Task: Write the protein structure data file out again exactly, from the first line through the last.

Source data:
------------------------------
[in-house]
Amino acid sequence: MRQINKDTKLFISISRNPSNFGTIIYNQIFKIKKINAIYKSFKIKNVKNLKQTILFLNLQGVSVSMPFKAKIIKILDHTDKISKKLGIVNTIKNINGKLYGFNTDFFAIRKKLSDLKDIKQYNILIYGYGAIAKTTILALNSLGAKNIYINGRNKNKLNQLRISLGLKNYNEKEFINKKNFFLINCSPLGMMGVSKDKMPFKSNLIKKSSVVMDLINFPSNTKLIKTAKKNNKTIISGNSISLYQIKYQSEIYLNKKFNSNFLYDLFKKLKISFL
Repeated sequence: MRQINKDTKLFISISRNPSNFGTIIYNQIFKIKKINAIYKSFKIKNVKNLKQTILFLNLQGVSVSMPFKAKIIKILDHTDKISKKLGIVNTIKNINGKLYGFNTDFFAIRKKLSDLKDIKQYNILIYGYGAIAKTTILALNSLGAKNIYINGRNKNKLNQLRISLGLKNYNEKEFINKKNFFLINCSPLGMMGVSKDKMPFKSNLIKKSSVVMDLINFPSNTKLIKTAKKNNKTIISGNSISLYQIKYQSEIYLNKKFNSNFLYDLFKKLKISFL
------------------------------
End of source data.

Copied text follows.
[in-house]
Amino acid sequence: MRQINKDTKLFISISRNPSNFGTIIYNQIFKIKKINAIYKSFKIKNVKNLKQTILFLNLQGVSVSMPFKAKIIKILDHTDKISKKLGIVNTIKNINGKLYGFNTDFFAIRKKLSDLKDIKQYNILIYGYGAIAKTTILALNSLGAKNIYINGRNKNKLNQLRISLGLKNYNEKEFINKKNFFLINCSPLGMMGVSKDKMPFKSNLIKKSSVVMDLINFPSNTKLIKTAKKNNKTIISGNSISLYQIKYQSEIYLNKKFNSNFLYDLFKKLKISFL
Repeated sequence: MRQINKDTKLFISISRNPSNFGTIIYNQIFKIKKINAIYKSFKIKNVKNLKQTILFLNLQGVSVSMPFKAKIIKILDHTDKISKKLGIVNTIKNINGKLYGFNTDFFAIRKKLSDLKDIKQYNILIYGYGAIAKTTILALNSLGAKNIYINGRNKNKLNQLRISLGLKNYNEKEFINKKNFFLINCSPLGMMGVSKDKMPFKSNLIKKSSVVMDLINFPSNTKLIKTAKKNNKTIISGNSISLYQIKYQSEIYLNKKFNSNFLYDLFKKLKISFL